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Panel reviews professional competencies for implementing diabetes technology into clinical practice


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3 minutes

Published last year in the journal The Science of Diabetes Self-Management and Care, “Professional Competencies for Diabetes Technology Use in the Care Setting” described the diabetes technology competencies essential for all levels of the care team and support staff in various care settings.

Jane Jeffrie Seley, DNP, MPH, MSN, GNP, RN, BC-ADM, CDCES, CDTC

The ADA/ADCES Joint Symposium—Implementing Technology into a Busy Practice—It Takes a Village! featured members of the multidisciplinary working group from the American Diabetes Association® (ADA) and the Association of Diabetes Care and Education Specialists (ADCES) that developed the competencies who discussed the process of integrating technology into practice and determining the potential roles and competencies for the entire care team.

“We all know that technology is exploding in the diabetes space, so when we talk about professional competencies for diabetes technology, it’s about who can do what because it’s a lot of work to learn about all these things and be competent,” said Jane Jeffrie Seley, DNP, MPH, MSN, GNP, RN, BC-ADM, CDCES, CDTC, Assistant Professor of Medicine in the Division of Endocrinology, Diabetes, and Metabolism at Weill Cornell Medicine. “The thing that I’ve learned in my practice is you have to engage as many people in your practice as you can, and that includes all of your support people, the people who answer the phones, the people who make appointments. Everyone has to be involved at some level, so one of our biggest goals in developing these competencies was to get to that—who can do what.”

Allyson Hughes, PhD, Assistant Professor in Department of Primary Care and the Diabetes Institute at Ohio University Heritage College of Osteopathic Medicine, discussed the methodology used in developing the competencies and the key role of diabetes care and education specialists (DCESs) in introducing and implementing them into practice.

Allyson Hughes, PhD
Allyson Hughes, PhD

A modified Delphi study was used to validate the proposed standards, and seven domains of diabetes technology competencies were proposed:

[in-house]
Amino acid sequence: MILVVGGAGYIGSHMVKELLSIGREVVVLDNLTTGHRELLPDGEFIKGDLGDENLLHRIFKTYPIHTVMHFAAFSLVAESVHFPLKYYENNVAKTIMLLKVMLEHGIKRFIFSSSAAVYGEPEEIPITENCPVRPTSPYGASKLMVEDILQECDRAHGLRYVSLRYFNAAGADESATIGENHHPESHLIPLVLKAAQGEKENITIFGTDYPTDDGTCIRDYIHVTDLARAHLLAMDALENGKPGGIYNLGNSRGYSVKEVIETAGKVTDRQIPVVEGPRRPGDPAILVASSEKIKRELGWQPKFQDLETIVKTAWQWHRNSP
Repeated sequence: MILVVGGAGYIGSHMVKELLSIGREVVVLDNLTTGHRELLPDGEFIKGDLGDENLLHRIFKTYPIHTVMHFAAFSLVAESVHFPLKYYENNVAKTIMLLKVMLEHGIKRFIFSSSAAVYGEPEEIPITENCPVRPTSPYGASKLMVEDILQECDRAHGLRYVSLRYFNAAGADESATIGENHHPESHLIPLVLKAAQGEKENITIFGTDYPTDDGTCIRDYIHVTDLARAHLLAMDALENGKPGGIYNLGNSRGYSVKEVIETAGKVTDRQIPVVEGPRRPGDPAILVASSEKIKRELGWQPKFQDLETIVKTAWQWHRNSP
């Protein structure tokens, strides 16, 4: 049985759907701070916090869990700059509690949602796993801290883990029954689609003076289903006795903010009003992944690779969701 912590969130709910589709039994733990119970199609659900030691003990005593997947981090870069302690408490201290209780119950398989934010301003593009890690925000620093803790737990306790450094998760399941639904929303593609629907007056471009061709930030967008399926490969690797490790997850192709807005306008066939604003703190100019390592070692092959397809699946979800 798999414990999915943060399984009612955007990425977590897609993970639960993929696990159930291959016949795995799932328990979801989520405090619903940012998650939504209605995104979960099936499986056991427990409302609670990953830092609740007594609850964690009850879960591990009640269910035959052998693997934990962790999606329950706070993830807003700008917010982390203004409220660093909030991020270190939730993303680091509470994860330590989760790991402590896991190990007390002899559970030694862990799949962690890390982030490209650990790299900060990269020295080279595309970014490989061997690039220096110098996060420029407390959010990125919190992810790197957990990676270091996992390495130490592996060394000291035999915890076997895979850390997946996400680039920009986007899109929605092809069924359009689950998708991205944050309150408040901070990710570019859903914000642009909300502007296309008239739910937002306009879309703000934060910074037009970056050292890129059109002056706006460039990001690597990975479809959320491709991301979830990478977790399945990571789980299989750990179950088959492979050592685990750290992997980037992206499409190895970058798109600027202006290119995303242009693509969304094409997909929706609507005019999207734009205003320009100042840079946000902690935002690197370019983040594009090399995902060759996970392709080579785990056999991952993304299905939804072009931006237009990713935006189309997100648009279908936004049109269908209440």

• Staff knowledge
  • Device data
  • Glycemic targets and diabetes management
  • Patient education, preparation for onboarding, and durability of use
  • Clinical processes, billing, and coding
  • Psychosocial
  • Schools and camps

Within each domain, the competencies are organized by basic, fundamental, intermediate, and advanced practice levels.

“These competencies aim to represent and achieve the ADCES mission to empower DCESs to expand the horizon of innovative diabetes education, management, and support. The practice levels can actually assist health systems, policymakers, and workforce educators to incorporate the levels into practice and policy,” Dr. Hughes said.

Ultimately, the goal is to create a better pathway for the uptake of continuous glucose monitoring (CGM) and other diabetes technology use, and to make use of the technology easier for patients living with diabetes and for the people working in the clinic.

“These competencies should guide the DCES and other care members to improve the clinical practice workflow,” Dr. Hughes said.

Shivajirao P. Patil, MD, MPH, BC-ADM, FAAFP
Shivajirao P. Patil, MD, MPH, BC-ADM, FAAFP

Shivajirao P. Patil, MD, MPH, BC-ADM, FAAFP, Research Division Director and Assistant Professor in the Department of Family Medicine at East Carolina University, concluded the presentations with a discussion about how the competencies were developed to be applied in various clinical care settings.

“Rather than simply just defining the competencies, we realized that we had to take into account the role of a provider, because a provider may have different roles in different settings,” Dr. Patil said. “So, we divided settings into specialty care and primary care, both adult and pediatric, as well as inpatient and outpatient settings.”

Additionally, he said they included other community settings, such as schools, youth camps, long-term care and rehab facilities, group homes, and home-based care.

“We tried to be very inclusive of all the different clinical settings or practice settings,” Dr. Patil said. “This is the first attempt to create these comprehensive diabetes competencies and, as new technology comes, new roles and new processes will have to be developed and we will have to update these competencies as needed in future.”